— IMB says four incidents recorded in first nine months of 2021
As the sophisticated deep blue assets commissioned in June have been deployed, the pirates and other criminals on the Nigerian waters have started to feel the heat of the multi-prong onslaught.
This has resulted in the dwindling operations of the pirates as they are beginning to flee the Nigerian waters.
This assertion was evident in the latest statistics released by the International Maritime Bureau(IMB) in its latest reports.
According to the IBM piracy reporting centre, Nigeria only reported four incidents of pirate attacks in the first nine months of 2021, in comparison to 17 in 2020 and 41 in 2018.
“The Gulf of Guinea region recorded 28 incidents of piracy and armed robbery in the first nine months of 2021, in comparison to 46 for the same period in 2020.
”Most notably, Nigeria only reported four incidents in the first nine months of 2021, in comparison to 17 in 2020 and 41 in 2018.
”Crew kidnappings in the region have dropped with only one crew member kidnapped in Q3 2021, compared to 31 crew members taken in five separate incidents during Q3 2020. All Q3 incidents in 2021 were also against vessels at port anchorages whilst the average successful kidnapping location in Q3 2020 was approximately 100NM from land” the report said.
The overall reduction of piracy and armed robbery incidents in the region is a testament to enhanced maritime security and response coordination measures adopted by regional and national authorities, according to IMB.
Despite these gains, IMB warns that the risk to crew remains high in the region and that such efforts must therefore be sustained.
“We welcome the decrease of piracy and armed robbery attacks in the Gulf of Guinea and the efforts taken by maritime authorities in the region,” said Michael Howlett, Director, ICC International Maritime Bureau.
“However, there needs to be sustained efforts to ensure the continued safety of seafarers as they transport essential goods throughout the region.
”Coastal States must redouble their coordination and security measures to ensure that piracy and armed robbery incidents continue to decline.”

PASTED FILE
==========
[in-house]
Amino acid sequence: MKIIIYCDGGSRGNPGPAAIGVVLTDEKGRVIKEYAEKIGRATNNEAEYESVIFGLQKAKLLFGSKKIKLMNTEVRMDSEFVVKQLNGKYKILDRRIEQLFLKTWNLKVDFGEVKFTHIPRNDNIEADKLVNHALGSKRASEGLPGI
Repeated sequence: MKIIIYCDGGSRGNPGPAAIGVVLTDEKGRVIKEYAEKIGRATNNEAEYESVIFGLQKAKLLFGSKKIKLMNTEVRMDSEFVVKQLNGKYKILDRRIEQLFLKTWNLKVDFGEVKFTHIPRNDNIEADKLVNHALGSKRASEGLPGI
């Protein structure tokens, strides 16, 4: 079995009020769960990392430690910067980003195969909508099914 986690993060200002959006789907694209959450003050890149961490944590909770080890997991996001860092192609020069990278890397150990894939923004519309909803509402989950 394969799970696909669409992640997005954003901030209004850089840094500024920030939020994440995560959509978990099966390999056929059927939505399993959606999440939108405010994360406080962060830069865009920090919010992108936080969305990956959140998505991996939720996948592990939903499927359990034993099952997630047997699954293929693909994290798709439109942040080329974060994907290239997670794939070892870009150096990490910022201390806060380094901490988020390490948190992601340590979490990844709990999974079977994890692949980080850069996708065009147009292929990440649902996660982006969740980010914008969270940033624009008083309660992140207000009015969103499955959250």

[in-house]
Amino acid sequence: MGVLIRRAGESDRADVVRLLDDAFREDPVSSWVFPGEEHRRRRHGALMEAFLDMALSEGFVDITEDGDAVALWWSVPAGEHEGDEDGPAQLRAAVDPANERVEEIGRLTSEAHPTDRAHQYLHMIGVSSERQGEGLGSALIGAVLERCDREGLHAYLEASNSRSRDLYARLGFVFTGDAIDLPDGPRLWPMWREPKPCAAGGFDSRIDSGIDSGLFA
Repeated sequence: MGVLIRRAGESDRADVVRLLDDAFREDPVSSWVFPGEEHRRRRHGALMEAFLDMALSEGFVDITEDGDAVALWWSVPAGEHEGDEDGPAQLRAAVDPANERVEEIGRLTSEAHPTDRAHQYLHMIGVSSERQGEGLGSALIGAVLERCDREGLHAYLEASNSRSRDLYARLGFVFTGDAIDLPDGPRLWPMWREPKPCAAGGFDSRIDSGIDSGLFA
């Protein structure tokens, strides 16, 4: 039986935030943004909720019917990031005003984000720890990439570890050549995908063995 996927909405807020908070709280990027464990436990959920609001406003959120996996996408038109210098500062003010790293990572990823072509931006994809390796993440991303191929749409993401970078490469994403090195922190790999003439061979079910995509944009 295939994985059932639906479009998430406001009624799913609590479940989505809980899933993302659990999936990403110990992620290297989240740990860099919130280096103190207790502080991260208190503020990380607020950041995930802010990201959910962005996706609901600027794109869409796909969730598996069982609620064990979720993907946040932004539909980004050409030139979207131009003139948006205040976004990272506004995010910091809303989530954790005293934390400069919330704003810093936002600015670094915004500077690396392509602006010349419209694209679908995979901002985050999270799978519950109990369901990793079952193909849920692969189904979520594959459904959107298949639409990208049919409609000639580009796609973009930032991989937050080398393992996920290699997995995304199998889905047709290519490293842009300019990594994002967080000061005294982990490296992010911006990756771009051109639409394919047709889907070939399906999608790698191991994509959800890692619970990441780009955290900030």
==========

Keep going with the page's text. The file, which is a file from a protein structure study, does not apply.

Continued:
Nigeria has been leading in the aggressive campaign and onslaught against piracy in the Gulf of Guinea.
With its deployment of the multi-million naira assets under the deep blue project, pirate attacks and armed robbery incidents have been on the downward trend, a development which the IMB commended and advised that they should be sustained.
The land assets under the project include the Command, Control, Communication, Computer, and Intelligence Centre (C4i) for intelligence gathering and data collection; 16 armoured vehicles for coastal patrol; and 600 specially trained troops for interdiction, known as Maritime Security Unit.
The sea assets include two Special Mission Vessels and 17 Fast Interceptor Boats. The air assets comprise two Special Mission Aircraft for surveillance of the country’s Exclusive Economic Zone (EEZ); three Special Mission Helicopters for search and rescue operations; and four Unmanned Aerial Vehicles.
In addition to these, 600 personnel drawn from the agencies which are involved in the project, have been trained by Nigerian Maritime Administration and Safety Agency(NIMASA), the agency which drives the project.
Meanwhile, the ICC International Maritime Bureau also declared that piracy and armed robbery incidents globally dropped to their lowest in decades as the lowest number of reported piracy and armed robbery incidents were recorded for the first nine months of any year since 1994.
IMB’s latest global piracy report recorded 97 incidents of piracy and armed robbery for the first nine months of 2021 – the lowest level of reported incidents since 1994.